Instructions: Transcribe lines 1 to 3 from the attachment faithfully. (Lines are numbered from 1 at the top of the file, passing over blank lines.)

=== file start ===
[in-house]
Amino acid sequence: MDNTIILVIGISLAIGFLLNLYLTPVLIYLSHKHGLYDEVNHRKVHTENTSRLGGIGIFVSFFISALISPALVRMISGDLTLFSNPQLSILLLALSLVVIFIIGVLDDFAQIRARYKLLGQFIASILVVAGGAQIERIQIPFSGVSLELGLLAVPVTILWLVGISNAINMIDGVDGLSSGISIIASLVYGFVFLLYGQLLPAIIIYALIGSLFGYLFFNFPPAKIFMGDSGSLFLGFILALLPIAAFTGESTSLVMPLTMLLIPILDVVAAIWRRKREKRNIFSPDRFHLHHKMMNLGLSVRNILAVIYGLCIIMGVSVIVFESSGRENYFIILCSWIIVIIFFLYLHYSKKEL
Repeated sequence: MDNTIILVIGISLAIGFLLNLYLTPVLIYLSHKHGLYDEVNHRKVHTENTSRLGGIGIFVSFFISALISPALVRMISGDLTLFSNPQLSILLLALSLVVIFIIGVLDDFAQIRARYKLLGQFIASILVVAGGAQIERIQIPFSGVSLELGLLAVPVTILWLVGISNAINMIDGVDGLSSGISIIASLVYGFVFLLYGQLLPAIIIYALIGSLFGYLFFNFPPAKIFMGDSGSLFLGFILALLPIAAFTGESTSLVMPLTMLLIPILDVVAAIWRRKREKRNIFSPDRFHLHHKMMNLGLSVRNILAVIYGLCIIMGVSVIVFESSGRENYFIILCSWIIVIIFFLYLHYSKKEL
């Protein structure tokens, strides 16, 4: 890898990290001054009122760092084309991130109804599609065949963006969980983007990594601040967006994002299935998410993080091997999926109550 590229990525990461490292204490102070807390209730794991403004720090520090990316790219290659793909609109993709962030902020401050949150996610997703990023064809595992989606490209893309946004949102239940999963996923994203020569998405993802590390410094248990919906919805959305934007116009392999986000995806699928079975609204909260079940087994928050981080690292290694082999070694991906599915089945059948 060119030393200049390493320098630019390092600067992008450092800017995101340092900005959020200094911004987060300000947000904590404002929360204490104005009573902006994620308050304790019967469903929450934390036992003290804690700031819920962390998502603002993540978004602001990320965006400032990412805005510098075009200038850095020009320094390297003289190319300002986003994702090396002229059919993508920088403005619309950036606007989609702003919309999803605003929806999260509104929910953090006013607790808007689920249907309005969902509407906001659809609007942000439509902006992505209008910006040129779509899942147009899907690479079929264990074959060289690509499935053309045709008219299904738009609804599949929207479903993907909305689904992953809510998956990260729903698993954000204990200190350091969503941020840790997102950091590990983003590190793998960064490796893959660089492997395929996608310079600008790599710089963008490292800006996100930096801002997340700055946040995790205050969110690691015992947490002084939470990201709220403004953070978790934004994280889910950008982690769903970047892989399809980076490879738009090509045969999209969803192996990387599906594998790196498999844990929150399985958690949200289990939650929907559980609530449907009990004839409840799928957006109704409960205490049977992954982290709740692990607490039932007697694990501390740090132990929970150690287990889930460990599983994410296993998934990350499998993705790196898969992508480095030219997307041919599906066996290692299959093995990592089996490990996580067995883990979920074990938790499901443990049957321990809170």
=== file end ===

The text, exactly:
[in-house]
Amino acid sequence: MDNTIILVIGISLAIGFLLNLYLTPVLIYLSHKHGLYDEVNHRKVHTENTSRLGGIGIFVSFFISALISPALVRMISGDLTLFSNPQLSILLLALSLVVIFIIGVLDDFAQIRARYKLLGQFIASILVVAGGAQIERIQIPFSGVSLELGLLAVPVTILWLVGISNAINMIDGVDGLSSGISIIASLVYGFVFLLYGQLLPAIIIYALIGSLFGYLFFNFPPAKIFMGDSGSLFLGFILALLPIAAFTGESTSLVMPLTMLLIPILDVVAAIWRRKREKRNIFSPDRFHLHHKMMNLGLSVRNILAVIYGLCIIMGVSVIVFESSGRENYFIILCSWIIVIIFFLYLHYSKKEL
Repeated sequence: MDNTIILVIGISLAIGFLLNLYLTPVLIYLSHKHGLYDEVNHRKVHTENTSRLGGIGIFVSFFISALISPALVRMISGDLTLFSNPQLSILLLALSLVVIFIIGVLDDFAQIRARYKLLGQFIASILVVAGGAQIERIQIPFSGVSLELGLLAVPVTILWLVGISNAINMIDGVDGLSSGISIIASLVYGFVFLLYGQLLPAIIIYALIGSLFGYLFFNFPPAKIFMGDSGSLFLGFILALLPIAAFTGESTSLVMPLTMLLIPILDVVAAIWRRKREKRNIFSPDRFHLHHKMMNLGLSVRNILAVIYGLCIIMGVSVIVFESSGRENYFIILCSWIIVIIFFLYLHYSKKEL